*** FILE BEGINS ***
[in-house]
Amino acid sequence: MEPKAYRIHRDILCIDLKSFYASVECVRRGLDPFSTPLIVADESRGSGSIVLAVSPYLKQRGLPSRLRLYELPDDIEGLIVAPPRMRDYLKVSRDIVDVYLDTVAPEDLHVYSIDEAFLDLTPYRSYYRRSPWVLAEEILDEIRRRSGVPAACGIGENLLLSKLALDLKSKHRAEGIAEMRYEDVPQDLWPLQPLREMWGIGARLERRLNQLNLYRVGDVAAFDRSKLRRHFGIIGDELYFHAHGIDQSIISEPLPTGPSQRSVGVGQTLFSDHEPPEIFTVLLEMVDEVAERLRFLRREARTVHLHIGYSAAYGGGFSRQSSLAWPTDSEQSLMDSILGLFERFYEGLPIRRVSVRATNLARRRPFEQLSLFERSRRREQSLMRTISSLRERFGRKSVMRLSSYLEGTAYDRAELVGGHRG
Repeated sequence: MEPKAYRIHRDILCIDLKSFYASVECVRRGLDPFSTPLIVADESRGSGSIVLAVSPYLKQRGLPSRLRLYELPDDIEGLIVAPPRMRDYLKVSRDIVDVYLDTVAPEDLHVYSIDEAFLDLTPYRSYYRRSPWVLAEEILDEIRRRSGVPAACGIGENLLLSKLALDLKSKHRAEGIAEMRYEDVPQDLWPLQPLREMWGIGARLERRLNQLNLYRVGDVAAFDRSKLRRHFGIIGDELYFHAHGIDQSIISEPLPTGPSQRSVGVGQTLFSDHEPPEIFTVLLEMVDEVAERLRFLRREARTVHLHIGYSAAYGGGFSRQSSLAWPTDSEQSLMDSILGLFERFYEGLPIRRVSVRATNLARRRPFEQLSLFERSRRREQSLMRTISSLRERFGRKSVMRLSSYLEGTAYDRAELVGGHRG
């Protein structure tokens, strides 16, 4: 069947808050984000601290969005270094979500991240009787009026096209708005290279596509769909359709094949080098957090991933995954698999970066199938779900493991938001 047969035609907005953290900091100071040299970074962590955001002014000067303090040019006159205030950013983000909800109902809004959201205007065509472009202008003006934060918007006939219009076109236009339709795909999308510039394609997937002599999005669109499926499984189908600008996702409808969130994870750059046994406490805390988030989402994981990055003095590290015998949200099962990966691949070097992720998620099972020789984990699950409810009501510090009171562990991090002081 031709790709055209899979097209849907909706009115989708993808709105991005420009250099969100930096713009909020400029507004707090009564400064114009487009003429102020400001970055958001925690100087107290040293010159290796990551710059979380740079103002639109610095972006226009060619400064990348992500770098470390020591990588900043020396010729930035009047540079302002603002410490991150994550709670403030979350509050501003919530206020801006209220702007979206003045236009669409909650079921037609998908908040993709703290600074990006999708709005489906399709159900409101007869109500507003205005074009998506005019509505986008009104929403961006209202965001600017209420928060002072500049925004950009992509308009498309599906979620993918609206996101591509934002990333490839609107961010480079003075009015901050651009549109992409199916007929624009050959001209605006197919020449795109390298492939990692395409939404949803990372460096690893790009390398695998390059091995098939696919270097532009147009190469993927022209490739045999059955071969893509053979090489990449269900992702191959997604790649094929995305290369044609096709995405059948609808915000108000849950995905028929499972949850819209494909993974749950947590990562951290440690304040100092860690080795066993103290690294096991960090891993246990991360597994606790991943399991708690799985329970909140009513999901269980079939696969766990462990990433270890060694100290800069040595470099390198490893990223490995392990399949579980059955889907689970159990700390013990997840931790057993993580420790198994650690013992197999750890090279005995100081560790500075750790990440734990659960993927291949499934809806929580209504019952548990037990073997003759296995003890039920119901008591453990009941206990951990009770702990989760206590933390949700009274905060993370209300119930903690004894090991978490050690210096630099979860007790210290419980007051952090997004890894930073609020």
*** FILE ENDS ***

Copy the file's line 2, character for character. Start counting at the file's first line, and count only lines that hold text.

Amino acid sequence: MEPKAYRIHRDILCIDLKSFYASVECVRRGLDPFSTPLIVADESRGSGSIVLAVSPYLKQRGLPSRLRLYELPDDIEGLIVAPPRMRDYLKVSRDIVDVYLDTVAPEDLHVYSIDEAFLDLTPYRSYYRRSPWVLAEEILDEIRRRSGVPAACGIGENLLLSKLALDLKSKHRAEGIAEMRYEDVPQDLWPLQPLREMWGIGARLERRLNQLNLYRVGDVAAFDRSKLRRHFGIIGDELYFHAHGIDQSIISEPLPTGPSQRSVGVGQTLFSDHEPPEIFTVLLEMVDEVAERLRFLRREARTVHLHIGYSAAYGGGFSRQSSLAWPTDSEQSLMDSILGLFERFYEGLPIRRVSVRATNLARRRPFEQLSLFERSRRREQSLMRTISSLRERFGRKSVMRLSSYLEGTAYDRAELVGGHRG